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Publication numberUS2121664 A
Publication typeGrant
Publication dateJun 21, 1938
Filing dateFeb 19, 1935
Priority dateFeb 19, 1935
Publication numberUS 2121664 A, US 2121664A, US-A-2121664, US2121664 A, US2121664A
InventorsHuckins Frank P
Original AssigneeHuckins Frank P
Export CitationBiBTeX, EndNote, RefMan
External Links: USPTO, USPTO Assignment, Espacenet
Device for preventing conflagrations on boats by fuel leaks
US 2121664 A
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Description  (OCR text may contain errors)

June 21, 1938. HUcKmg 2,121,664


In motor boats propelled byinternal combustion engines, it is of the highest importance to prevent injury or loss of life and destruction of the craft by safeguarding to the highest degree against the special dangers and grave consequences of explosion and fire due to the unavoidable leakage of fuel (such as gasoline or other inflammable fluid) from the parts of the apparatus through which it must pass to the engine or motor. Because of the strains from vibration or jarring of the parts with considerable force that are unavoidable in a motor boat, leakage at one or more points between fuel tank and motor is unavoidable and at those points the danger of leakage exists. Likelihood of leakage from the fuel tank is negligible compared with danger of leakage at points in the service line from the fuel tank to themotor. These points are pump (now used in place of gravity for fuel feed), carburetor and piping. Since leakage is unavoidable, safety of passengers and craft can only be assured by the discovery as promptly as possible after leakage starts.

The only way known to me,-certainly the only dependable way, is to equip the boat with automatic means whose action is caused by the leaking fuel which will collect and segregate the leakage from the bilge, infallibly actuate or set in motion a signal or alarm upon small accumulations of leakage and discharge the leakage from the craft. To allow such an accumulation in the bottom of the boat or bilge water creates a most dangerous condition for spontaneous ignition and for a conflagration consuming the whole craft with little or no opportunity of escape.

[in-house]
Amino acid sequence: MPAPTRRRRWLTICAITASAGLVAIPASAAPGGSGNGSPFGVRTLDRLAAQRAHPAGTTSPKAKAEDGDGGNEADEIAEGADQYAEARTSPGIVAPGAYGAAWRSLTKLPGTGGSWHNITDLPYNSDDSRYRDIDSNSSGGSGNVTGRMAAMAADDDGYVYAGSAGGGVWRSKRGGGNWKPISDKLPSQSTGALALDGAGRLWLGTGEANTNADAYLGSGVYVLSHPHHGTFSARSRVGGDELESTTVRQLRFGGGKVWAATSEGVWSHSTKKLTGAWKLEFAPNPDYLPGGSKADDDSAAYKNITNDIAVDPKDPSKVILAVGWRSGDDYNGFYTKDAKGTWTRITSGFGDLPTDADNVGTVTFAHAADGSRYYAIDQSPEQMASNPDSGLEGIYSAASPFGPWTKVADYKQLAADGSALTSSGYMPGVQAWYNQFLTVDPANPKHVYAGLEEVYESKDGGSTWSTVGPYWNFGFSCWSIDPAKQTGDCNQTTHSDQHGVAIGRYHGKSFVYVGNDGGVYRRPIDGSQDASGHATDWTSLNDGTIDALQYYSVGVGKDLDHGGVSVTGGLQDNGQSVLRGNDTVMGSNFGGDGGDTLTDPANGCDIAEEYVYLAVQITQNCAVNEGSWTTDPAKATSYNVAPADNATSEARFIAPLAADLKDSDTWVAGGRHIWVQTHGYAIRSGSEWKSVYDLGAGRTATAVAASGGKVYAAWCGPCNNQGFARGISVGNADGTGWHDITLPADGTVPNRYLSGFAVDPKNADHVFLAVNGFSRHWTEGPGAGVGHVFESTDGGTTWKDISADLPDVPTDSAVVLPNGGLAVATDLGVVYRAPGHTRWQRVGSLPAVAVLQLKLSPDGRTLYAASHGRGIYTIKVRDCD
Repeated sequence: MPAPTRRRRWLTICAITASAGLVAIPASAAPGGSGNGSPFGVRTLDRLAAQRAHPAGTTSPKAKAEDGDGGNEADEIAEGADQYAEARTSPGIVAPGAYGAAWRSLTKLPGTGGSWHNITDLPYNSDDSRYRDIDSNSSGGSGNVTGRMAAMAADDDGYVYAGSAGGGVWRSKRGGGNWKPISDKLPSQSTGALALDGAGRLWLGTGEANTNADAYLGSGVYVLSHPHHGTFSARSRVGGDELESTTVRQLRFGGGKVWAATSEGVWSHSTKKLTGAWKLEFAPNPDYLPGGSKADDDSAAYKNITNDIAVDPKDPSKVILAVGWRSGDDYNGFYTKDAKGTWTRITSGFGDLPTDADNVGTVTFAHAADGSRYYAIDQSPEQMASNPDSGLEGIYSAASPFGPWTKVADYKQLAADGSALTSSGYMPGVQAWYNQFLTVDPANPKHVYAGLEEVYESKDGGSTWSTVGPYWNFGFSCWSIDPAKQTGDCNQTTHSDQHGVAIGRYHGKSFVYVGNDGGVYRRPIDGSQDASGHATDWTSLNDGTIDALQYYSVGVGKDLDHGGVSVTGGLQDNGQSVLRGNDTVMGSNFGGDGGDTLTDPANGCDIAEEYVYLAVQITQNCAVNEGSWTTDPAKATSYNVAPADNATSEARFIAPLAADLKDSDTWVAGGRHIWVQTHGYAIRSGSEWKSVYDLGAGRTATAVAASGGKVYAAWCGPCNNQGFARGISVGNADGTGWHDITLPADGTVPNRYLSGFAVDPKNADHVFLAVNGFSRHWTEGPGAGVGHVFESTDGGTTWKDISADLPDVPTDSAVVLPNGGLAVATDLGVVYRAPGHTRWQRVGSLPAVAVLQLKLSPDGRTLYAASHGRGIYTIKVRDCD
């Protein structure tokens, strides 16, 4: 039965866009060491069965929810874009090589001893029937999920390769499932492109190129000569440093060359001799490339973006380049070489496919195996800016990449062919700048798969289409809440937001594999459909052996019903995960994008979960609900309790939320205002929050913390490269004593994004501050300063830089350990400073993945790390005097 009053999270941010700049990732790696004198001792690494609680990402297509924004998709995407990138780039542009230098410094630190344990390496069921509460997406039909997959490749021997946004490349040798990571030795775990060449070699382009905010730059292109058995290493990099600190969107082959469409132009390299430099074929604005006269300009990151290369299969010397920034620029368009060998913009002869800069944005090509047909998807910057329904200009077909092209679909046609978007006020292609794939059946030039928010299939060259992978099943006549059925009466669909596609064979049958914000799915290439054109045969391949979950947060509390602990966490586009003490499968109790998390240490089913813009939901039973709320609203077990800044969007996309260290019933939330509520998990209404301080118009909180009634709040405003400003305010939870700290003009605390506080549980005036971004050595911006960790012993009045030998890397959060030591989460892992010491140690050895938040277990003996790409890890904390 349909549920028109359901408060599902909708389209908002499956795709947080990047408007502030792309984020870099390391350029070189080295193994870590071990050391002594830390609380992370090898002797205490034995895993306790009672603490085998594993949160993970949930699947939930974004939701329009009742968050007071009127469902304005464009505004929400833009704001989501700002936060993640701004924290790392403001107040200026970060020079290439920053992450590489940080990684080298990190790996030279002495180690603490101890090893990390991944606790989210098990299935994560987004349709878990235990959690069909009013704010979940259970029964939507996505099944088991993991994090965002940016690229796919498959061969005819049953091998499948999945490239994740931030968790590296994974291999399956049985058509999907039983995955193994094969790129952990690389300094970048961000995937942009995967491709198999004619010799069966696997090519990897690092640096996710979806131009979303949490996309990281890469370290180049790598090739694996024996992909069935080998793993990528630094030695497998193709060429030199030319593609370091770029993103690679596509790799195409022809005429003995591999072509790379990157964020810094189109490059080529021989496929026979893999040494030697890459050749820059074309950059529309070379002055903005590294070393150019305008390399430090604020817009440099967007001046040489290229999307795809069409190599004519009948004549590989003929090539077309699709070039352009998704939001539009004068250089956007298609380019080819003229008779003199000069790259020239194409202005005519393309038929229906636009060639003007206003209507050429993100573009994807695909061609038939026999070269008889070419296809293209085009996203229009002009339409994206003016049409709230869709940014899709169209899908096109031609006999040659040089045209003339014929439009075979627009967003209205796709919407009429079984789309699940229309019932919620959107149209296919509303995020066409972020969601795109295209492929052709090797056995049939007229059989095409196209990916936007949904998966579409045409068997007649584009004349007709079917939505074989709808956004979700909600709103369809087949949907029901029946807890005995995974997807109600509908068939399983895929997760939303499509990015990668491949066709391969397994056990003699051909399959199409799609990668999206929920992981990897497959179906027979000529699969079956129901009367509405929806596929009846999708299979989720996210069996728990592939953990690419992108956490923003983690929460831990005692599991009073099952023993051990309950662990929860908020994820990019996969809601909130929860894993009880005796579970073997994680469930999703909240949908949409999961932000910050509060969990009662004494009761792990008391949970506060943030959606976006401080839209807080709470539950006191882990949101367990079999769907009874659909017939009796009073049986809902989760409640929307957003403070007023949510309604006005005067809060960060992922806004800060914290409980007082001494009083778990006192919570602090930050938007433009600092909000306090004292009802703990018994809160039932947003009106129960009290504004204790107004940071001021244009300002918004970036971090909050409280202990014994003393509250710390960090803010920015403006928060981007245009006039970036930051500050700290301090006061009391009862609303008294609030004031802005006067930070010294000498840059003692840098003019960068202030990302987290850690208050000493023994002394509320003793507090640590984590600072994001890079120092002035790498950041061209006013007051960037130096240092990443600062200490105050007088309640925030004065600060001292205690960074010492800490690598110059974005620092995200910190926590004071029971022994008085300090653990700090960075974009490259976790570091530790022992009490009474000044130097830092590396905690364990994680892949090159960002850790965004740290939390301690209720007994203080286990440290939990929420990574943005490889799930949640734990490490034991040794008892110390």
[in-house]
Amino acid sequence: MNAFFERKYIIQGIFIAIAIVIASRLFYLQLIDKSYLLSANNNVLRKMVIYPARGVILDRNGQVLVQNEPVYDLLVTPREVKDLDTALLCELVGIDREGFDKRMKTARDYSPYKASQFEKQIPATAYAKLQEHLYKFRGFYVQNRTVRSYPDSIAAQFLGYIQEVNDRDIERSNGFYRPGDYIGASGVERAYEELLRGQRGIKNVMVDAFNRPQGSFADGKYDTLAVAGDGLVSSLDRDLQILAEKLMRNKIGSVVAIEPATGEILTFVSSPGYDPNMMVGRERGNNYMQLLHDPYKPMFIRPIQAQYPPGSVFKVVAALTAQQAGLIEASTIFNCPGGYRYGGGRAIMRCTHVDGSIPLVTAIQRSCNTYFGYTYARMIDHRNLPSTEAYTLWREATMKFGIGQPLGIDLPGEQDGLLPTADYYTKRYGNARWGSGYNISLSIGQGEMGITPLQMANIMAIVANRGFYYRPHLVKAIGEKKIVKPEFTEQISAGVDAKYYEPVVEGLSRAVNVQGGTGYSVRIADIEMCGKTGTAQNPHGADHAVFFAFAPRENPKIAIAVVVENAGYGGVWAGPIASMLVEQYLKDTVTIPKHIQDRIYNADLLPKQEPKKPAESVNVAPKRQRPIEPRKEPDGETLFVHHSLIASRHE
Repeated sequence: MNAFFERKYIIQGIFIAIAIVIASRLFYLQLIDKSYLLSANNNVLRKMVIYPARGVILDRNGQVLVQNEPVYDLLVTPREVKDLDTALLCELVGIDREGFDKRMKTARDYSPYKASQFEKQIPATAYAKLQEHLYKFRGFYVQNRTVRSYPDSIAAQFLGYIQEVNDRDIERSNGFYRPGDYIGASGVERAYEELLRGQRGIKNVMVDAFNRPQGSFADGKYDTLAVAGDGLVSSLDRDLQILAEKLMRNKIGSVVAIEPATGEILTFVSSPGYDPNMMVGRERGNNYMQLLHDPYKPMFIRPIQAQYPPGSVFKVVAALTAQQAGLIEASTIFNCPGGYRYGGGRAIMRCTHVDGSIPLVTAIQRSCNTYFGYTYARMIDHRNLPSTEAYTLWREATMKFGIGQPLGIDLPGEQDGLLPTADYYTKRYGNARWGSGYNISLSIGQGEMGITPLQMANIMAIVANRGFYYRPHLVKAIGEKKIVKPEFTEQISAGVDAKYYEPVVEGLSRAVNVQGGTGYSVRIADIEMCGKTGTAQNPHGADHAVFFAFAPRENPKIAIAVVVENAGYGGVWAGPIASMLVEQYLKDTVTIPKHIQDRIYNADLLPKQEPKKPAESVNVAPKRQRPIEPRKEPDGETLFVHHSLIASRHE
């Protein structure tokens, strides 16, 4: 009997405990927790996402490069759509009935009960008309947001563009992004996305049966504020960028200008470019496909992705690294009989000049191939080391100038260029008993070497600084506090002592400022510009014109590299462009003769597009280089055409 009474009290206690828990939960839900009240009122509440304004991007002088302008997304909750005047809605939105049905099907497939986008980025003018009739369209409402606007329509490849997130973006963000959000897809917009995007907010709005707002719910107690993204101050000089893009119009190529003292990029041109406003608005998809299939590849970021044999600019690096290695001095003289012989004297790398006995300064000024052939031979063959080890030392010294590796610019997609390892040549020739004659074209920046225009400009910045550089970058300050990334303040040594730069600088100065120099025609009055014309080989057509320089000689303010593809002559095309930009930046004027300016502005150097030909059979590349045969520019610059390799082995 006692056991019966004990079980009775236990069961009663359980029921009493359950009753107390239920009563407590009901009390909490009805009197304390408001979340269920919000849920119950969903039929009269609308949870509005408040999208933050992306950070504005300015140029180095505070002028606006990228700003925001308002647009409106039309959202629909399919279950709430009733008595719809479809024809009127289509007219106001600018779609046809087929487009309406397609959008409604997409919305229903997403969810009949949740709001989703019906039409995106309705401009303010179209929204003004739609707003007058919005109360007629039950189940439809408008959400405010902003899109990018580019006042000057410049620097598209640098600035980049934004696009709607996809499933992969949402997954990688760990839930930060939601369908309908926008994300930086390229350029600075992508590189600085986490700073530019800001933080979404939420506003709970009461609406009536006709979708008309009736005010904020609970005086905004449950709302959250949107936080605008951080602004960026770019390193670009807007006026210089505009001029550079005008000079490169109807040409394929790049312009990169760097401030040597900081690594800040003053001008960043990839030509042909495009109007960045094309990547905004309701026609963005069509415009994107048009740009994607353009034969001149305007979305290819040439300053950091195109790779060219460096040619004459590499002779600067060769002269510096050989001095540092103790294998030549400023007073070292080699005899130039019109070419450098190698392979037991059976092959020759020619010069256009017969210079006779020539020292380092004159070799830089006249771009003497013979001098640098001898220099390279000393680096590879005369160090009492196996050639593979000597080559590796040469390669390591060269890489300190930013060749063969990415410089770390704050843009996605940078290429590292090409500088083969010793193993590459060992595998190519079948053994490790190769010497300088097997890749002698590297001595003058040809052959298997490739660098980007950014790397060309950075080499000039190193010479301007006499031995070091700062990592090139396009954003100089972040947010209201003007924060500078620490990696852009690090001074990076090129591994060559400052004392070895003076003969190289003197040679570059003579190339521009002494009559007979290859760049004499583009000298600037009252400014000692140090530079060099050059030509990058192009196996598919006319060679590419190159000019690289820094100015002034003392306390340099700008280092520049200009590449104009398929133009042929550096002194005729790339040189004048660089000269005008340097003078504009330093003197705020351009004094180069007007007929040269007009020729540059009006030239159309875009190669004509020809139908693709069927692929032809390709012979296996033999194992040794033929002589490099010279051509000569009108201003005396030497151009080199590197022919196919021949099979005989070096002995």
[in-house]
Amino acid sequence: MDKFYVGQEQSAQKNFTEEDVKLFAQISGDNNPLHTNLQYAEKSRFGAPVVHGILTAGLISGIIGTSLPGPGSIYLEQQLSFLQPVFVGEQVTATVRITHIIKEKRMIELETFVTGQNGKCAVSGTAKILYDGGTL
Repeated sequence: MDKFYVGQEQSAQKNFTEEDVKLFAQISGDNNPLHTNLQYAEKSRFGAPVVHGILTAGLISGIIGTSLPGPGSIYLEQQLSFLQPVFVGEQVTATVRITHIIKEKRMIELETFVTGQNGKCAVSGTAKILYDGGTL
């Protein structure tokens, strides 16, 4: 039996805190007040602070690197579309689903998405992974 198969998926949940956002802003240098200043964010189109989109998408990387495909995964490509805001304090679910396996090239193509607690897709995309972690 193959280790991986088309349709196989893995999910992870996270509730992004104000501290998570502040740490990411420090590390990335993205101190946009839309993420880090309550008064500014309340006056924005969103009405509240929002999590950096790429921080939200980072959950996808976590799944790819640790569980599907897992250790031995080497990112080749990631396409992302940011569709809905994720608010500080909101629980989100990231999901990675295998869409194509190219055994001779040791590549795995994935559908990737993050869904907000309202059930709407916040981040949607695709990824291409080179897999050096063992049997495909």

By my invention I provide such an automatically operating device of the type just mentioned which includes a collecting means disposed and supported in relation to the carburetor and pump, and their connections in the fuel supply line, and which discharge into a float chamber connected with a pump for discharging the contents of the float chamber from the boat, and means for driving the pump including an electric control circuit whose actuating switches are controlled by a predetermined level in the float chamber, the contacts of the switches being hermetically sealed from the atmosphere and from the vapors of said leakage; there also being signal means in said circuit for giving an alarm when the float chamber is at a predetermined level, and manual control means for the circuit for causing operation of the pump independently of the operation of said float and the switch means controlled thereby. In producing my invention, I have considered the special or peculiar requirements of the case of a motor boat and the necessity that at all times the mechanism shall be in an operative or functioning condition (which means that parts shall not become clogged and prevented from functioning).